Thursday, 6 January 2011

Post Ofice Privatisation

I seemed to receive a rather large number of Christmas cards this year featuring pillar boxes or post boxes, and assumed this was some sort of subliminal protest against their privatisation. However, in the end the robins outnumbered the post and pillar boxes by eight to five.

I expect I am not alone in thinking that the Post Office and the Royal Mail are one and the same organisation, but apparently they are separate. The Post Office is to be "mutualised" and it is the Royal Mail which is to be pivatised. As far as I know our local Post Office belongs to our postmaster who has some sort of licence to run it (as does Susan in The Archers) so presumably it is the big post offices in the cities, the Crown Post Offices, that are to be mutulaised. I'm not clear what that involves but it sounds reasonably in tune with Liberal thinking.

The privatisation of the Royal Mail includes a gesture towards Liberal thinking, in that ten per cent of the shares are to be allocated to the staff. However, this is only a pale imitation of the wonderful schemes the Liberal Party dreamed up in the 1960s with the aim of substituting co-operation for the capital/labour confrontation which did so much harm to British industry. I can't now remember the exact details but the general idea was that the boards of all firms over a certain size should comprise one third representatives of the shareholders, one third the employees and one third the community. Hence no one group would be able to force a decision without the support of at least some of the others. This would, of course, apply to the size and distribution of the profits, of which the employees could, if they wished, have a share.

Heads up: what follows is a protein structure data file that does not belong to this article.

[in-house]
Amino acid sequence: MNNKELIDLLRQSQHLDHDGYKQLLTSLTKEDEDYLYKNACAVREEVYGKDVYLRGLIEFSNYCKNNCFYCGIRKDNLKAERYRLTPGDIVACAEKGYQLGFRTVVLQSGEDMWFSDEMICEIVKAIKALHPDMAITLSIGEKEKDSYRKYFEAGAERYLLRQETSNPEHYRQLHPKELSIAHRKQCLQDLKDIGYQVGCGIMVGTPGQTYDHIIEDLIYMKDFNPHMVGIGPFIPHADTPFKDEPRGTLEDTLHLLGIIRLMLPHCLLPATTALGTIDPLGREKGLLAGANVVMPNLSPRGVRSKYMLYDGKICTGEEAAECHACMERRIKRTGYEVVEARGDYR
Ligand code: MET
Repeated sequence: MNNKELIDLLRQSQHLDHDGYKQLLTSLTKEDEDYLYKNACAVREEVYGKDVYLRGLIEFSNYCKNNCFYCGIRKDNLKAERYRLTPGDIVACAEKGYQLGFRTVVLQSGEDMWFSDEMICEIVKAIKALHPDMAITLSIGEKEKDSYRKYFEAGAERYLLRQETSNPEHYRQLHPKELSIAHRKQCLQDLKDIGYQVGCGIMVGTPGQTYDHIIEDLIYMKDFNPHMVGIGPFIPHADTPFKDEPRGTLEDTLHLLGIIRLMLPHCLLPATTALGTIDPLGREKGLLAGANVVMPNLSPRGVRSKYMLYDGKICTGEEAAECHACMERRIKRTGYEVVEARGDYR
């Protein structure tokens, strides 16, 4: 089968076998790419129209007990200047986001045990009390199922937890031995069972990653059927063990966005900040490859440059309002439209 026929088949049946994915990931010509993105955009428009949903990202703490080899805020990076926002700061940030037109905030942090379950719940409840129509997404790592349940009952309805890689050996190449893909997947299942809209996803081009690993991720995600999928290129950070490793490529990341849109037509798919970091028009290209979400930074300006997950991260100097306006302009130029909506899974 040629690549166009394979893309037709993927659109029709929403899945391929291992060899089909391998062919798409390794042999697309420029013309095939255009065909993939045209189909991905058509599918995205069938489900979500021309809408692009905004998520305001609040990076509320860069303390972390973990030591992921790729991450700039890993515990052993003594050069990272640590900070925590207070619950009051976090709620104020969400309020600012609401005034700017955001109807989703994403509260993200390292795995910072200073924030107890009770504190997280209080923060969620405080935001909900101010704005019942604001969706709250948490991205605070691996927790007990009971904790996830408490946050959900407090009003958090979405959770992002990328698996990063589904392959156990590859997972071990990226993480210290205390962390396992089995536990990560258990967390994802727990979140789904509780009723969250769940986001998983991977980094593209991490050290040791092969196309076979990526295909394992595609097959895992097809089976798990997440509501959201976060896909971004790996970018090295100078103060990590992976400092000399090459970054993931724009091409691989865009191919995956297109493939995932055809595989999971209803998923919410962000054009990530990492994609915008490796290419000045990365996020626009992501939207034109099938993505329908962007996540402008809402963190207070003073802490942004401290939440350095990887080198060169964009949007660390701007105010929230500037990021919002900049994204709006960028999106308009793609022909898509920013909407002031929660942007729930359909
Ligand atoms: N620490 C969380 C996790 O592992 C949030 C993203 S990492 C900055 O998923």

Ten per cent share ownership is a rather tame step in this direction but, now that Liberal Democrats are in government it is surely time to revive interest in the revision of company law, which at present requires that companies act solely in the interests of their shareholders. Shareholders may invest only a few pounds in a company: employees often invest their lives.


  1. I take it though you're broadly in favour of the privatisation? It has of course been the part-privatisation and top-down control of national ownership that has turned the Post Office from being a net contributor to government receipts, to a massively loss-making network (which of course, has prompted the closure programme).

  2. No, I am not broadly in favour of privatisation: there is no evidence that the private sector is more "efficient" (however that is defined) than the public sector.

    What I am in favour of is reforms to encourage capital and labour to work together with the wider community in a common cause, such as the co-operative movement and the schemes for revision of company law outlined above

    I think it's the Royal Mail, not the Post Office, which has turned into a major loss-maker, largely through allowing private companies the "cherry-pick" the easy bits and leave the Royal Mail with the more difficult parts of the one price universal service.